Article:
Private unaided schools here have sought government aid and two years for putting in place infrastructure for teaching disabled children — as desired by the Delhi High Court.
The schools told the court that the responsibility of educating the disabled students was on the government and the burden could not be shifted to private unaided schools.
In an affidavit filed in the court, the Action Committee of Unaided Private Schools cited financial constraints and sought financial support and aid from the government, besides seeking time to set up the facilities for the disabled students.
“The government must help private schools both financially and in kind, so that they can implement the policy for providing education to the children with various kinds of disabilities with proper equipment, adequate infrastructure and the government must decide to reimburse expenses on this account,” said the committee.
The court Aug 6, 2010 told schools to remove architectural barriers from schools’ premises for the movement of disabled students.
The affidavit was filed in response to a public interest litigation filed by NGO Social Jurist. The NGO raised the issue of 2,039 unaided private schools and 258 government schools in the city lacking basic facilities for the disabled students.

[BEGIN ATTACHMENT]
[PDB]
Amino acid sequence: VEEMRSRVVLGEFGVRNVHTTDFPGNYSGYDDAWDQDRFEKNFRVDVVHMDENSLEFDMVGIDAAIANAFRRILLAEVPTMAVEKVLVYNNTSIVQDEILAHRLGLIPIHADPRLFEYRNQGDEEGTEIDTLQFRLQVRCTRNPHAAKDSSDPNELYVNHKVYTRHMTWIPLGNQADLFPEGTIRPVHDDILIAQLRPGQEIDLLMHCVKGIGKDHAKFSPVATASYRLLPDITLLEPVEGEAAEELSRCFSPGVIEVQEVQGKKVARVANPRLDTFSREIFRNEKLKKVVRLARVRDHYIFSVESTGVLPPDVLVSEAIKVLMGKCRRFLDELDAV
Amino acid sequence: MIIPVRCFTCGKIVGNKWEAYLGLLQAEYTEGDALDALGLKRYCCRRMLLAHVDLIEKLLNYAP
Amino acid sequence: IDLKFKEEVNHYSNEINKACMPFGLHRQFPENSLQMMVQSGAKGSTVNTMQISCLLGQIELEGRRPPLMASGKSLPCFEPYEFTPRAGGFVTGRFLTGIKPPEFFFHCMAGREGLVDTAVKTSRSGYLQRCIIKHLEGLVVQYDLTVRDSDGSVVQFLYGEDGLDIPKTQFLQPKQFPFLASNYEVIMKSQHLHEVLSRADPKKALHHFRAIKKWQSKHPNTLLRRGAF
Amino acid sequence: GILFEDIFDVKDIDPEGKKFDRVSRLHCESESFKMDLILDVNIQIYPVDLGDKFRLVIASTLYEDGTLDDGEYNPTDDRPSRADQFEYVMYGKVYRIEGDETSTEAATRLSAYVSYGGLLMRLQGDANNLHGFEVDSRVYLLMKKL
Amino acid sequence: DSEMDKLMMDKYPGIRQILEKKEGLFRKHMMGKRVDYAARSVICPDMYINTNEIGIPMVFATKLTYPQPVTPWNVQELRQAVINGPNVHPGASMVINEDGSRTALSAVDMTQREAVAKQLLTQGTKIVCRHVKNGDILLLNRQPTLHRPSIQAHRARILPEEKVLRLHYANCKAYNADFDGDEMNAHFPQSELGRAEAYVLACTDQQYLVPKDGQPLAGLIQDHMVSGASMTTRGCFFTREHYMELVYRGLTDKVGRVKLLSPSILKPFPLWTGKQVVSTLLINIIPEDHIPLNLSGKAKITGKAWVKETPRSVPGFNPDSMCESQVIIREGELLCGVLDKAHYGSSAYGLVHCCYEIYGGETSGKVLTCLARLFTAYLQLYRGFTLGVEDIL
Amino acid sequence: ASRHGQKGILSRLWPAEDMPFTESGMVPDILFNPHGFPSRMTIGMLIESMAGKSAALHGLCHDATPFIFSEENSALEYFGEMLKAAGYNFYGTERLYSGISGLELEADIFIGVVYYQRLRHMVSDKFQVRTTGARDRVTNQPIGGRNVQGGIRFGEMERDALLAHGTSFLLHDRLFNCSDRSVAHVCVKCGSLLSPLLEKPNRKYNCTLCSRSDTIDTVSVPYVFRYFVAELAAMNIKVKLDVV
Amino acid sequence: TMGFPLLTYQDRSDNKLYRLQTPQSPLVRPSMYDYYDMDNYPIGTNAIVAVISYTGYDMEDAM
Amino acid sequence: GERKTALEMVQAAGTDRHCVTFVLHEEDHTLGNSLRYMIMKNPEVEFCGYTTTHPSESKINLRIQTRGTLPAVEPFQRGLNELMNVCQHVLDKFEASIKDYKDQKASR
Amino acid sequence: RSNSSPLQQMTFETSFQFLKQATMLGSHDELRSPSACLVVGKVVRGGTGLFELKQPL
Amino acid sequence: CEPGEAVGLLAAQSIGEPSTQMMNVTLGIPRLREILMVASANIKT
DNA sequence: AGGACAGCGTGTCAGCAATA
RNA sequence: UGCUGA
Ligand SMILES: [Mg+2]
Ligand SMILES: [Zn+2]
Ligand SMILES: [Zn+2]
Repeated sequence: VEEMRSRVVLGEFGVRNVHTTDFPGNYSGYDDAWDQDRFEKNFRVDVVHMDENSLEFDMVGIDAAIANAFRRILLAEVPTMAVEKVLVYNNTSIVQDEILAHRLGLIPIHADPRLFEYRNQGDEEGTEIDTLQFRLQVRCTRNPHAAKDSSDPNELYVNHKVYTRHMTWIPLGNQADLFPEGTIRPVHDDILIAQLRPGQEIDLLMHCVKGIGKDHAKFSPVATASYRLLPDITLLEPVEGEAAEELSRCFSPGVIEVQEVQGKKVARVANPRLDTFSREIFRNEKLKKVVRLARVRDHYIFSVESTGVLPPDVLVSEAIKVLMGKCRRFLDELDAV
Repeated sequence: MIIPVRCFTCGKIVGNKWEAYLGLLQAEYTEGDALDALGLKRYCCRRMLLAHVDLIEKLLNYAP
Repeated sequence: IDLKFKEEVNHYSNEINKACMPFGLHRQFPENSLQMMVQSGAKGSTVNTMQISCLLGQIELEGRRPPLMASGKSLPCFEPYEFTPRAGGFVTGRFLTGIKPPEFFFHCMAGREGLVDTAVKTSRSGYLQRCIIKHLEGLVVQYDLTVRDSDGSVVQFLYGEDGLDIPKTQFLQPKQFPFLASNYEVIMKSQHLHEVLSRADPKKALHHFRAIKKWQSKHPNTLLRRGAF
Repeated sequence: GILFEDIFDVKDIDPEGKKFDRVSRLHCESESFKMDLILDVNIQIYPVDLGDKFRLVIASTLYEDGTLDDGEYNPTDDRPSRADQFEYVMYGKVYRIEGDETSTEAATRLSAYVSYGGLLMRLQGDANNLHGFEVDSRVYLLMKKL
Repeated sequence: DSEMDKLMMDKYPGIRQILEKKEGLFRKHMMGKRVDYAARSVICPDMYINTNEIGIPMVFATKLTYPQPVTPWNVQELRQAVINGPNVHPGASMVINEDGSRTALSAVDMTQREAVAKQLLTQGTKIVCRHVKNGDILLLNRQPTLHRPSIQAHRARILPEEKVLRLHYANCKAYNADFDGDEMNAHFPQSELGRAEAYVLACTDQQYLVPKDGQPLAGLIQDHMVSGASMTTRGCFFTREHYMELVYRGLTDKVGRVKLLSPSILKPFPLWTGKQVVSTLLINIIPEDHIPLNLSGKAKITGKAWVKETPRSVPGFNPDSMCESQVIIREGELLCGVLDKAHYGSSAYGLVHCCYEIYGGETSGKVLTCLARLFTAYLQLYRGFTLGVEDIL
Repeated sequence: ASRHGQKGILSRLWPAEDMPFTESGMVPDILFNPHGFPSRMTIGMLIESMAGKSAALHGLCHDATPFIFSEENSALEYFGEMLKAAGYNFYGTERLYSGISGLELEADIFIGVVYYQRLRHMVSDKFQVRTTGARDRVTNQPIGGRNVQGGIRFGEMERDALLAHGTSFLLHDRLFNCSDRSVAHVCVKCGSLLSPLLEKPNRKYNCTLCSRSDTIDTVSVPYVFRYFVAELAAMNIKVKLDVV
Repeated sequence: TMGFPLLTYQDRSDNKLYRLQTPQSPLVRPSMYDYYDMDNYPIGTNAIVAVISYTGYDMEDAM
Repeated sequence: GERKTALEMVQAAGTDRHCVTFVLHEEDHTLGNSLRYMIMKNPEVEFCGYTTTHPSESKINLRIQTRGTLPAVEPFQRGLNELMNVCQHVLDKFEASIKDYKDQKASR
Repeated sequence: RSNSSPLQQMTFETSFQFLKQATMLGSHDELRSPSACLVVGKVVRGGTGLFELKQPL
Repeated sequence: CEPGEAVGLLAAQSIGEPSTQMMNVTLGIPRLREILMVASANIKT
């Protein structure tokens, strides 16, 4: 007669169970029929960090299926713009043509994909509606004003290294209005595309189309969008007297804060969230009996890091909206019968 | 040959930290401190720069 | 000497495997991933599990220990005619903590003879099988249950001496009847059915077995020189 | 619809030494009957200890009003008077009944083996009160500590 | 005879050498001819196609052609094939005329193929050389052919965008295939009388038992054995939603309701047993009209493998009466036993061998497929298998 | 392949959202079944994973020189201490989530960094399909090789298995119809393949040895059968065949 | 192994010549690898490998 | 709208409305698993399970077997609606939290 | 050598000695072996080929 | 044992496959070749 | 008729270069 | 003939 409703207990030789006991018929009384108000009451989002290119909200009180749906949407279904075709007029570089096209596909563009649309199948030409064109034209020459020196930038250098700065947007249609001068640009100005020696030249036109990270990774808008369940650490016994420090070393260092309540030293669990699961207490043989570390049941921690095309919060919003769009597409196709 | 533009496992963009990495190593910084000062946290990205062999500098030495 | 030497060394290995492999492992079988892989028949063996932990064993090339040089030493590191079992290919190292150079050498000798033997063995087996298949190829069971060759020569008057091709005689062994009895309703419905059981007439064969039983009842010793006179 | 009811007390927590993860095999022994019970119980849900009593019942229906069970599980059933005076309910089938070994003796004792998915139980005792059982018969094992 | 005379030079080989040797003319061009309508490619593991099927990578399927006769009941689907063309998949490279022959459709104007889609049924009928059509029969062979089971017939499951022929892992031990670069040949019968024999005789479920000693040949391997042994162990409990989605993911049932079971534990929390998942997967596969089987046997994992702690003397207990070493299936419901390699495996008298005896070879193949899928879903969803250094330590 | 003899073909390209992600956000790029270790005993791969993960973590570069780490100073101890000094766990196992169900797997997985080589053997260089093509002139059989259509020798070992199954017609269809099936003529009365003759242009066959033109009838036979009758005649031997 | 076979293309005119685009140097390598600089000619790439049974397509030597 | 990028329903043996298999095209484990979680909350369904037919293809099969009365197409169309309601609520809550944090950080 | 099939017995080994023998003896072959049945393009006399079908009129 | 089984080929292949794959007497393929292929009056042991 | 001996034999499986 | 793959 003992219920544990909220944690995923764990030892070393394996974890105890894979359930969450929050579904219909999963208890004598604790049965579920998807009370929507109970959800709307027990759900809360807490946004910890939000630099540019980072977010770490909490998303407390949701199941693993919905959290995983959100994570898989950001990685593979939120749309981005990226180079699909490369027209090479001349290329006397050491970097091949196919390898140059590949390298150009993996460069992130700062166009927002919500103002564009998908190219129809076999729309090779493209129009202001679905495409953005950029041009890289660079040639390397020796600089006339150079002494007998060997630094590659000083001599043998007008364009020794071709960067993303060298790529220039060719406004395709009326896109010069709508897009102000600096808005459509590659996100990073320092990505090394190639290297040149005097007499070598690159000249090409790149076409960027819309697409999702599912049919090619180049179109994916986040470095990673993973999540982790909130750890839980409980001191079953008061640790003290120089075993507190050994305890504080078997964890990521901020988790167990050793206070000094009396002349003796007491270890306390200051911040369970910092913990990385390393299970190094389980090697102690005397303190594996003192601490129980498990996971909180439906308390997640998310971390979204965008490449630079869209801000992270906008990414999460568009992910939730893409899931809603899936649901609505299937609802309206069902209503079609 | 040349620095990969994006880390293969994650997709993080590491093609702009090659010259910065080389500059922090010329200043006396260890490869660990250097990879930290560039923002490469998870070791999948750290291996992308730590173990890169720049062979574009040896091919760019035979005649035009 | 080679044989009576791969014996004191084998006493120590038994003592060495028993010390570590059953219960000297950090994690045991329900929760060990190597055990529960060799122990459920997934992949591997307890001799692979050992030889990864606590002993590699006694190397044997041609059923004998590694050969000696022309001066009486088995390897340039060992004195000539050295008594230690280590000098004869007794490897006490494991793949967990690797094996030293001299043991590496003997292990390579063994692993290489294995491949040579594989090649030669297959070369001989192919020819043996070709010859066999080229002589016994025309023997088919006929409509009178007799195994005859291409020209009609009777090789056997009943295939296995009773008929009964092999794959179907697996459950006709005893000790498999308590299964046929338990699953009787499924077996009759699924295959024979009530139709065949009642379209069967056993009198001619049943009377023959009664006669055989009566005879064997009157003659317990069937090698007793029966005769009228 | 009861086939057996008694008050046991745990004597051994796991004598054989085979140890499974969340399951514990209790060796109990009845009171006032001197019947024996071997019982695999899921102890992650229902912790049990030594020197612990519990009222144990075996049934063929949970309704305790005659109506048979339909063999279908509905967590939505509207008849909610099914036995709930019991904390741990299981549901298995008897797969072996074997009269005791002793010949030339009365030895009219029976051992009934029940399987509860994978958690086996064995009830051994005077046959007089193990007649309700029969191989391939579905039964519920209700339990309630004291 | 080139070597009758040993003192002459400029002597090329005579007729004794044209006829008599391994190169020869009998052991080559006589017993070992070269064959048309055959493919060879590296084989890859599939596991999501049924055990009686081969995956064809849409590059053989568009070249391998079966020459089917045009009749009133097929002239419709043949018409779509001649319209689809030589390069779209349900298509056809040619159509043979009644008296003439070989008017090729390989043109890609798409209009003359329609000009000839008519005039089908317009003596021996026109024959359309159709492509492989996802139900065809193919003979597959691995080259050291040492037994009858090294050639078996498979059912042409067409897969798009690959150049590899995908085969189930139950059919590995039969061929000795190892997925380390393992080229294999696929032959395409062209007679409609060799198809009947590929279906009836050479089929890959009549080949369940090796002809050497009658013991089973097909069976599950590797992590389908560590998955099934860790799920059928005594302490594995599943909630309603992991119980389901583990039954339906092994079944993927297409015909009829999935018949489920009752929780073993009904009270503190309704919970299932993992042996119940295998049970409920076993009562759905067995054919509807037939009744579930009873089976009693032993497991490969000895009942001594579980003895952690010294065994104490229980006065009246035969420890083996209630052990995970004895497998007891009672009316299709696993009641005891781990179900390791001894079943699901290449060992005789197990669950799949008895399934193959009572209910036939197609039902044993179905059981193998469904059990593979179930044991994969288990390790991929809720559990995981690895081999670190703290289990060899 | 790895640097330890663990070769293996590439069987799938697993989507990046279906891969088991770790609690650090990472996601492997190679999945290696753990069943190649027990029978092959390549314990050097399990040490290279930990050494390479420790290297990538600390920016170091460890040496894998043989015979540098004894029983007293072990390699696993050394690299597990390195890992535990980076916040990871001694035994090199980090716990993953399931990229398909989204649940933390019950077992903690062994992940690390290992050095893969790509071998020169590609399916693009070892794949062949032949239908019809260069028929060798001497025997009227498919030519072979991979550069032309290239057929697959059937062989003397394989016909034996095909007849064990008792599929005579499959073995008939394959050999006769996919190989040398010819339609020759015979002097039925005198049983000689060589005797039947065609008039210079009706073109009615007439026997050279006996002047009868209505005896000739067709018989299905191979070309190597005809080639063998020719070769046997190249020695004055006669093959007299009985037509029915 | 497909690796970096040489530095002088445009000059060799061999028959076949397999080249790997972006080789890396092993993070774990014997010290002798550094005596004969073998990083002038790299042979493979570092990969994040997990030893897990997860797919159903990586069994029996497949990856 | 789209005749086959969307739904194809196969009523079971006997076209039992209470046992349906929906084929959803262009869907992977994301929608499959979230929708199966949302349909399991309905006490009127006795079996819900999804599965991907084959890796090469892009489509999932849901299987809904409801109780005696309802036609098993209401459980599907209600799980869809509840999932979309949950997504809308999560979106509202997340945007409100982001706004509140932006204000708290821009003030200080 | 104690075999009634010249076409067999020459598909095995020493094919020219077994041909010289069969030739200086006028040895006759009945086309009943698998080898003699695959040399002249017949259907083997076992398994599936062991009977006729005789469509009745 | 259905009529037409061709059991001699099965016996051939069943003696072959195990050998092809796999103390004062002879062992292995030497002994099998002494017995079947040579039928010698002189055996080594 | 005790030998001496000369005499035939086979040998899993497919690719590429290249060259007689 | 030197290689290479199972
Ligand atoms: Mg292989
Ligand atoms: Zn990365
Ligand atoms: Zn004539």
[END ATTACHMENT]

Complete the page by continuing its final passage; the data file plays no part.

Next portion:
Most schools in the country were not disabled-friendly but the concern of the petitioner was genuine and needed not just empathy but a sustained effort from all, including the government, schools, the civil society and people, the schools said.
Basic physical as well as academic infrastructure, such as special teachers, were required for the education of the disabled children and particularly those suffering from blindness, hearing impairment and mental retardation, the petition said.
The failure to have these facilities in schools violated the fundamental and human right to education of the children with disabilities as guaranteed in the constitution, the NGO said.
The lack of facilities for the disabled in schools also violated the right to education and the UN Convention on the Rights of the Persons with Disabilities.
The schools said many of them had created ramps for disabled children and also modified the toilets.
Besides the changes in the infrastructure, providing buildings with ramps and lifts, classrooms with various educational aids, equipment, apparatus and other material for a disabled-friendly environment would require substantive investment something which can only be done in phases, the committee said.
The committee informed the court about a scarcity of qualified special teachers for the disabled and the high cost of hiring such professionals.
The schools said the sorry state of affairs could be explained in terms of the failure of the government to address its responsibility of educating the disabled students.
With the efficacy of the government authorities to perform their statutory duties in the matter coming under challenge through a petition, the Aug 6, 2010 order of the court to remove all architectural barriers from school premises could only be considered as a precedent to all the much-needed reforms.